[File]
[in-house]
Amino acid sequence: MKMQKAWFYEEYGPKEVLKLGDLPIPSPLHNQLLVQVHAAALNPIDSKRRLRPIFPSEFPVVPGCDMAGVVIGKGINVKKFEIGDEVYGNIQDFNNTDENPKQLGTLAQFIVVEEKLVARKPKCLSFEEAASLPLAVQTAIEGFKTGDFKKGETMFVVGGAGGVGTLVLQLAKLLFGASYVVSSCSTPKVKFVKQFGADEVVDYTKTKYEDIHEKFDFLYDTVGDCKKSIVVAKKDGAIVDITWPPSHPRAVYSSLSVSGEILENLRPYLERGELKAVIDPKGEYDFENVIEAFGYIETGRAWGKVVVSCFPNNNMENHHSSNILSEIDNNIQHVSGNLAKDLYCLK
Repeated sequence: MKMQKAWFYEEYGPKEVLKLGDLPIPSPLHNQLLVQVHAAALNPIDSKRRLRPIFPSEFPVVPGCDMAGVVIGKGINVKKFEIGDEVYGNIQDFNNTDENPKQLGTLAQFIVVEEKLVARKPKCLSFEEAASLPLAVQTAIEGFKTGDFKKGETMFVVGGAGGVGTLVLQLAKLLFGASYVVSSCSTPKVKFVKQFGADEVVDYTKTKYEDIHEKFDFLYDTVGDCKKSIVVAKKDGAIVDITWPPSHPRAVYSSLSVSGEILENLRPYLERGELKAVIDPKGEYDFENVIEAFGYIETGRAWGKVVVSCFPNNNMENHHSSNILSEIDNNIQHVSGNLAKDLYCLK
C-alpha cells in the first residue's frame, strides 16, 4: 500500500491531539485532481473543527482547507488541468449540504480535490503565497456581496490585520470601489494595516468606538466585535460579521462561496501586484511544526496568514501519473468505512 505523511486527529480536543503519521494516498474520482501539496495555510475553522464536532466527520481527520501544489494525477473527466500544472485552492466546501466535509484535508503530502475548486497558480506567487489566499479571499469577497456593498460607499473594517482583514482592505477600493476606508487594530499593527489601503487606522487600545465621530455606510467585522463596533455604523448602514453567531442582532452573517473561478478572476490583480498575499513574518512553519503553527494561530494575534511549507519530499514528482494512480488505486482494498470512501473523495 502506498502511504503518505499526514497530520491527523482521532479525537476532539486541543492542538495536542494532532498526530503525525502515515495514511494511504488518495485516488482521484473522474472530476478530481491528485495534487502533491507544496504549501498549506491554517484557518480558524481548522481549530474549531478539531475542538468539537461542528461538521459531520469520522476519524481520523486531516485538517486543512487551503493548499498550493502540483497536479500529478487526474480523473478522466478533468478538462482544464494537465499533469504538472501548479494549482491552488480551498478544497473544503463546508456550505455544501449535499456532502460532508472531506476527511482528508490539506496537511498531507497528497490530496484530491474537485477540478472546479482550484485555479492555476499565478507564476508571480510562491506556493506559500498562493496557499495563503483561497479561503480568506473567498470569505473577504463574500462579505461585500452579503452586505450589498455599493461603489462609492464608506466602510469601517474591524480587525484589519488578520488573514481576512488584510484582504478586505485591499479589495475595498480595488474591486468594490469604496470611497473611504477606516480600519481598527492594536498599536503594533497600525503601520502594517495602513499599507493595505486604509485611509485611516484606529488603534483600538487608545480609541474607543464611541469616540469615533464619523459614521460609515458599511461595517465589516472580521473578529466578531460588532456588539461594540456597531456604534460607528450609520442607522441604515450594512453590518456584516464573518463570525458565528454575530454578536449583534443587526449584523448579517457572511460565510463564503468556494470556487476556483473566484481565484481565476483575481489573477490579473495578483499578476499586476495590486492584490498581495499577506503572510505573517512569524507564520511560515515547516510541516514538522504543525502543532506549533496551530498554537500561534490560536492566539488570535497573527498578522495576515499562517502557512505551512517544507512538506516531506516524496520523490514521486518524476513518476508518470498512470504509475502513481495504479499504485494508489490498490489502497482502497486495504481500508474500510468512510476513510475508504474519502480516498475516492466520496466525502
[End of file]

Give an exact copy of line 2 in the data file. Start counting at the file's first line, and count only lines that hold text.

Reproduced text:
Amino acid sequence: MKMQKAWFYEEYGPKEVLKLGDLPIPSPLHNQLLVQVHAAALNPIDSKRRLRPIFPSEFPVVPGCDMAGVVIGKGINVKKFEIGDEVYGNIQDFNNTDENPKQLGTLAQFIVVEEKLVARKPKCLSFEEAASLPLAVQTAIEGFKTGDFKKGETMFVVGGAGGVGTLVLQLAKLLFGASYVVSSCSTPKVKFVKQFGADEVVDYTKTKYEDIHEKFDFLYDTVGDCKKSIVVAKKDGAIVDITWPPSHPRAVYSSLSVSGEILENLRPYLERGELKAVIDPKGEYDFENVIEAFGYIETGRAWGKVVVSCFPNNNMENHHSSNILSEIDNNIQHVSGNLAKDLYCLK